I mean, hell, the OP references Kentucky and Washington.

          • cleek

            For a time (a long time, 90+ years), they were able to roll back or at least dilute efforts towards equality.

            and those times are over.

            no doubt the Confederacy and its descendants made a huge mess. and the cleanup has been far too slow, but it is happening. there’s a lot of stuff to get to, but we’re getting to it. the Confederacy lost; it’s not winning.

            But this isn’t an attack on The South.

            my reference to the South was a reply to the previous comment, not to Lemieux.

            • Shakezula

              and those times are over.

              Indeed. No less an authority than Supreme Court Chief Justice John Robert’s said so in his ruling on Shelby County and look what happened there.

              • KmCO

                And have you heard? Racism is dead, too!

                • King Goat

                  And corruption and the appearance of corruption!

              • I hear that we’re allowed to ignore SCCJ Robert Johns because he’s from the east coast and went to an Ivy.

            • Charlie S

              Hoe many Southern states have expanded Medicare under the ACA? Wonder why? States rights?

              But those times are over.

            • efgoldman

              and those times are over.

              So Roberts is right, and we have reached The Jubilee?
              I know you know better.

    • Bitter Scribe

      They “won the peace” in the sense that they got the rest of the country to acquiesce in Jim Crow for decades and managed to obstruct anti-lynching laws, voting rights and other civil rights for even longer. Those monuments, flags, etc. are the symptom, not the disease.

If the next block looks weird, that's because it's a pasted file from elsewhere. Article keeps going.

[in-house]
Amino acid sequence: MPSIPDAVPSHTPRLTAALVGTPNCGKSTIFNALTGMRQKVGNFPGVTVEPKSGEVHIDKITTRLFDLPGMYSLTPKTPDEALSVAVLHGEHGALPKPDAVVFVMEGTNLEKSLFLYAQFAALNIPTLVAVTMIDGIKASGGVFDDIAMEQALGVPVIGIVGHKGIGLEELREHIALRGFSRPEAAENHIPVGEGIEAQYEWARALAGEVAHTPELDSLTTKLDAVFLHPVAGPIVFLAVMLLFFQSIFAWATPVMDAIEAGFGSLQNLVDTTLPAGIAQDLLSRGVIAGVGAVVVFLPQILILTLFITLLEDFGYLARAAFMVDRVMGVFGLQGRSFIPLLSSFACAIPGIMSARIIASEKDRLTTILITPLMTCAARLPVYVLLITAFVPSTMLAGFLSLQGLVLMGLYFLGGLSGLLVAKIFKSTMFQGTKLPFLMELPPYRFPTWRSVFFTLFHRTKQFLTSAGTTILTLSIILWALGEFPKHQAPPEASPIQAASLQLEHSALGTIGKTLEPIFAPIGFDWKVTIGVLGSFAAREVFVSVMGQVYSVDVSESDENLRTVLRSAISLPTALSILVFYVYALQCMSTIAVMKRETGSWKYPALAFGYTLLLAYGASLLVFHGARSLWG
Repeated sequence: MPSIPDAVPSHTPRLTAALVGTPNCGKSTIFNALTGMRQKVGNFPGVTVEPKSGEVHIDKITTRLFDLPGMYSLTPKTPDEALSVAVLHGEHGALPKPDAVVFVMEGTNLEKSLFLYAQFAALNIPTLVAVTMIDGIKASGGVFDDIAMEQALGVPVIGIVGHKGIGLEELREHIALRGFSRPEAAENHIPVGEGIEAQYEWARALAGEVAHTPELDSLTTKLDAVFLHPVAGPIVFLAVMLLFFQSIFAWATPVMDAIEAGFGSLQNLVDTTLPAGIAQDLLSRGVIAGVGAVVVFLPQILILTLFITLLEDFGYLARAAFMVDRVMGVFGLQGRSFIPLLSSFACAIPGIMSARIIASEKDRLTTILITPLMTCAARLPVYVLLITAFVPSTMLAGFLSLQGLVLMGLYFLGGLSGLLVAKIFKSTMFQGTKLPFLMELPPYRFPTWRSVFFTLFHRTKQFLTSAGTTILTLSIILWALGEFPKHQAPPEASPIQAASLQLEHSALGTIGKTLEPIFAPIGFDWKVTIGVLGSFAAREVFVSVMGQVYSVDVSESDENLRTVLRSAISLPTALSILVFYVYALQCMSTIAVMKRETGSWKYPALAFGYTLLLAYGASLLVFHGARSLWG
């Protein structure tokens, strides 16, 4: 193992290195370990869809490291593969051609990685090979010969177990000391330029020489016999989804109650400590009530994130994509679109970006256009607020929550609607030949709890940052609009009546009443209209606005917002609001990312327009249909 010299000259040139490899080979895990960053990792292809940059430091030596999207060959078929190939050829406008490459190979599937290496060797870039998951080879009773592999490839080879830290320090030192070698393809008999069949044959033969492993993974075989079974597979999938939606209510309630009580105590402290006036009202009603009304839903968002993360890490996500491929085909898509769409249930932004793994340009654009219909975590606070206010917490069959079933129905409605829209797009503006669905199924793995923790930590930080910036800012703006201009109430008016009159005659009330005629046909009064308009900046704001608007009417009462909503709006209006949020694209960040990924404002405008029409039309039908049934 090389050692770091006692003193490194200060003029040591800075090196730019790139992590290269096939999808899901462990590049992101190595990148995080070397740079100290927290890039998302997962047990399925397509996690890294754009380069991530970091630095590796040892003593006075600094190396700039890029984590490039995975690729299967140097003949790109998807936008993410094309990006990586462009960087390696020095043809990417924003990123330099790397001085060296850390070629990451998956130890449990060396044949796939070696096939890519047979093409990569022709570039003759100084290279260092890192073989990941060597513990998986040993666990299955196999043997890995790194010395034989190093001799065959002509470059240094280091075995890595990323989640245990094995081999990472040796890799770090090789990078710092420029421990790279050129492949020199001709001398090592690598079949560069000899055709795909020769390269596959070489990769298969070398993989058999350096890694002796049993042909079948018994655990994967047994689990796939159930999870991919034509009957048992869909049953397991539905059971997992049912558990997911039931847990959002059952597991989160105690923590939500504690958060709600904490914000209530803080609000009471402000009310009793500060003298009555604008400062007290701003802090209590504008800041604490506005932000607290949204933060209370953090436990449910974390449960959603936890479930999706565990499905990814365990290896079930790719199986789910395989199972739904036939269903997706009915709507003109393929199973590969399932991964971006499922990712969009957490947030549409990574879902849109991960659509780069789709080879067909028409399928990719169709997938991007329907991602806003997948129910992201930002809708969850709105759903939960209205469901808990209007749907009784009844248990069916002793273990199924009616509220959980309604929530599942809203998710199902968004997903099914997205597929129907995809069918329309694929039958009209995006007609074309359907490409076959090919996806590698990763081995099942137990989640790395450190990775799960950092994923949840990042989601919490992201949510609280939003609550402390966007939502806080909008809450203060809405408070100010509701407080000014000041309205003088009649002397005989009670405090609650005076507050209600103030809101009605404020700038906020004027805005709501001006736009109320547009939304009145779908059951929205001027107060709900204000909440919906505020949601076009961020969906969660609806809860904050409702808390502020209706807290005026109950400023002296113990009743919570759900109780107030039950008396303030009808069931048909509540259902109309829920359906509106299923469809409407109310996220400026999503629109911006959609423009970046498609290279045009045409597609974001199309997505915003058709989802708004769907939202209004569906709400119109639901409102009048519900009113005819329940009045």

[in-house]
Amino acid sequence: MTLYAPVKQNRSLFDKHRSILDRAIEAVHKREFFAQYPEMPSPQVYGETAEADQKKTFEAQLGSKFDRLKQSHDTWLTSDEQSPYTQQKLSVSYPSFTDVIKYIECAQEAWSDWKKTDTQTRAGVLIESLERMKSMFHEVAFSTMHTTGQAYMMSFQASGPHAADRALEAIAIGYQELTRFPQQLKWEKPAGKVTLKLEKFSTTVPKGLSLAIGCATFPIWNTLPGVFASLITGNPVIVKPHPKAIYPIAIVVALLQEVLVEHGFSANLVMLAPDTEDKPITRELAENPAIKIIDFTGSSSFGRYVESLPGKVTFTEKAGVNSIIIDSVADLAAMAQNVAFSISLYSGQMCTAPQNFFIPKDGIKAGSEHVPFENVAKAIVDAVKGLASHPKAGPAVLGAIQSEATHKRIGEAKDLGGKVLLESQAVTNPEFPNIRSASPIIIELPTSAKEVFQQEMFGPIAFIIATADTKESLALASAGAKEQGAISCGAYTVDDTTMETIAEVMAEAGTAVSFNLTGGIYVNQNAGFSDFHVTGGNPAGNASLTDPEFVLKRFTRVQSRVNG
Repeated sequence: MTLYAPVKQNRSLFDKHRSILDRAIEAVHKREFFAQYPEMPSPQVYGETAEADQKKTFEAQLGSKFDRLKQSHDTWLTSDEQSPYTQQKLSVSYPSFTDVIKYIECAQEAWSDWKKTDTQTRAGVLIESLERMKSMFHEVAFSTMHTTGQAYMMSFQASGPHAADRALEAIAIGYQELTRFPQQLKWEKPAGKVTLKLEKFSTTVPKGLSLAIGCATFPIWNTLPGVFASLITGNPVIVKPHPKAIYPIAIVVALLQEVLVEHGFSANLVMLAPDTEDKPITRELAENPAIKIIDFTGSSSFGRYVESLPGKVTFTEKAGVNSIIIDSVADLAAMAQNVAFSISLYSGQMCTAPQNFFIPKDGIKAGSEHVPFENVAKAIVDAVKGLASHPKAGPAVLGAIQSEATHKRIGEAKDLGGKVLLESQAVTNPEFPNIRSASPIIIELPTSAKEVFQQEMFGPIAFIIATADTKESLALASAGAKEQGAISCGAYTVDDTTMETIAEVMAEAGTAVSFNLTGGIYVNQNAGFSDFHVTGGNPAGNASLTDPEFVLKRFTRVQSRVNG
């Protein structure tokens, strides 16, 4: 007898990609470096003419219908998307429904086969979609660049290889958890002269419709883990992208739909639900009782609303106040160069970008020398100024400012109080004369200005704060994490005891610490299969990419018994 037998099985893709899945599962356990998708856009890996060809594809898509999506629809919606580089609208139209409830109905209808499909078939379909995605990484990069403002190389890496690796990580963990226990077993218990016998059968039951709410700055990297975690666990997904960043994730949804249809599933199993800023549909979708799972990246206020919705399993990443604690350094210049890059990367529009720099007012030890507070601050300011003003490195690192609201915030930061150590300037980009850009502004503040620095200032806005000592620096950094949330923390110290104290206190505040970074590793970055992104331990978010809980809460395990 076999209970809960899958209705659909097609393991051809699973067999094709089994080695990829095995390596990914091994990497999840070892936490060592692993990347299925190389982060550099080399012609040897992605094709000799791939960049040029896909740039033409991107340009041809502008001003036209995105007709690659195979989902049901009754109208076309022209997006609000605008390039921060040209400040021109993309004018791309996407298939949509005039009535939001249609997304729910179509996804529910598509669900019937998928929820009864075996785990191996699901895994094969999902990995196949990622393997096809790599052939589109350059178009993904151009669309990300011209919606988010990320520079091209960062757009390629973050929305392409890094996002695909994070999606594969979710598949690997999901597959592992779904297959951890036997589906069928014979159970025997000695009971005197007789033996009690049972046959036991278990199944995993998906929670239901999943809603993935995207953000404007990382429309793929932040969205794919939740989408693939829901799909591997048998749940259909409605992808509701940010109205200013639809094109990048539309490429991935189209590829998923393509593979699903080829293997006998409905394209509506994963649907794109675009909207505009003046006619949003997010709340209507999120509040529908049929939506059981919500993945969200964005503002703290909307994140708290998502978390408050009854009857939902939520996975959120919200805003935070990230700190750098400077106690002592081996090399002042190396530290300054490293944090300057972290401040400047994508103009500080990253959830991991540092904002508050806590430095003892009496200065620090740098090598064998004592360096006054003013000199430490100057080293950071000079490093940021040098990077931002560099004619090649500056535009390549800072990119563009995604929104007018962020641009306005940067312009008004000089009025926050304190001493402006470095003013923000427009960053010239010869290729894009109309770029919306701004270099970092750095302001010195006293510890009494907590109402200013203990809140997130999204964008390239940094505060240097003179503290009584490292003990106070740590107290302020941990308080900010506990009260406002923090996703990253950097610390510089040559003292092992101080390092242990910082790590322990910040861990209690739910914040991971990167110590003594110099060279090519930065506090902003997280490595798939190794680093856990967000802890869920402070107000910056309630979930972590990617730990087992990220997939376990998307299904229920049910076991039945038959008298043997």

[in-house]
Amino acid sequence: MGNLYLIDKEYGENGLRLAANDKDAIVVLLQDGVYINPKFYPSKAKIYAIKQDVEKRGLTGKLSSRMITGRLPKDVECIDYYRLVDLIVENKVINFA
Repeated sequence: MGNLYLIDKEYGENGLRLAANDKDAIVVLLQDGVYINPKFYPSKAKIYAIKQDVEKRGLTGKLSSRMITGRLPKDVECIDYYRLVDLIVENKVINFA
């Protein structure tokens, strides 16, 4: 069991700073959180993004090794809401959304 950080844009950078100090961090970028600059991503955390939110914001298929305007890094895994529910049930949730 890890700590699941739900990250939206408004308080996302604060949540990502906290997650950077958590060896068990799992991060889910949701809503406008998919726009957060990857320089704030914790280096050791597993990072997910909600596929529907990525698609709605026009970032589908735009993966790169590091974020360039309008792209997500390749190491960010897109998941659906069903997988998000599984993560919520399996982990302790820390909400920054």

• Aimai

        The fact that the South fought the peace is the real issue. They saw it as a continuation of the war, while the North saw the war as ended after Reconstruction, indeed, after Lincoln’s Assasination. This is a point made by the book Writing With Scissors, which examines the scrapbooks kept by northern and southern men and women during and after the war–with a section on specifically African American uses of scrapbooking. Its clear from those books that Northerners considered the war ended with Lincoln’s assasination. After that very few Northerners were willing to keep fighting the war and fighting for control of the narrative of the war (see also, e.g. David Blight’s work on Reunion) while the South had nothing better to do and spent a whole lot of money and time crafting a narrative in which they do not lose the things that matter to them: control of the story of the war, control of the idea of race and power.

        We needed a prolonged period of de-nazification and a serious and concerted effort at re-education of Southern whites and new immigrants on the significance of the civil war. If we’d done that, though of course there wasn’t enough national white will to do so, we wouldn’t ahve found pockets of these motherfucking confederate daughters seeding their memorials to treason all around the country. Fascinating co-optation or use of the female gender to do what the male gender (the sons of the confederate war) couldn’t do!

        • The greatest trick the South ever pulled was convincing the country that the Civil War was over.

        • cleek

          no doubt, we’d all be better off it the north could’ve worked harder to stamp out every last ember of the Confederacy.

          • witlesschum

            Yes, enforcing democracy on the south and not allowing terrorism and murder of loyal citizens by ex-Confederates would probably have led to a better U.S. nowadays. I’ll go out on a limb and predict that.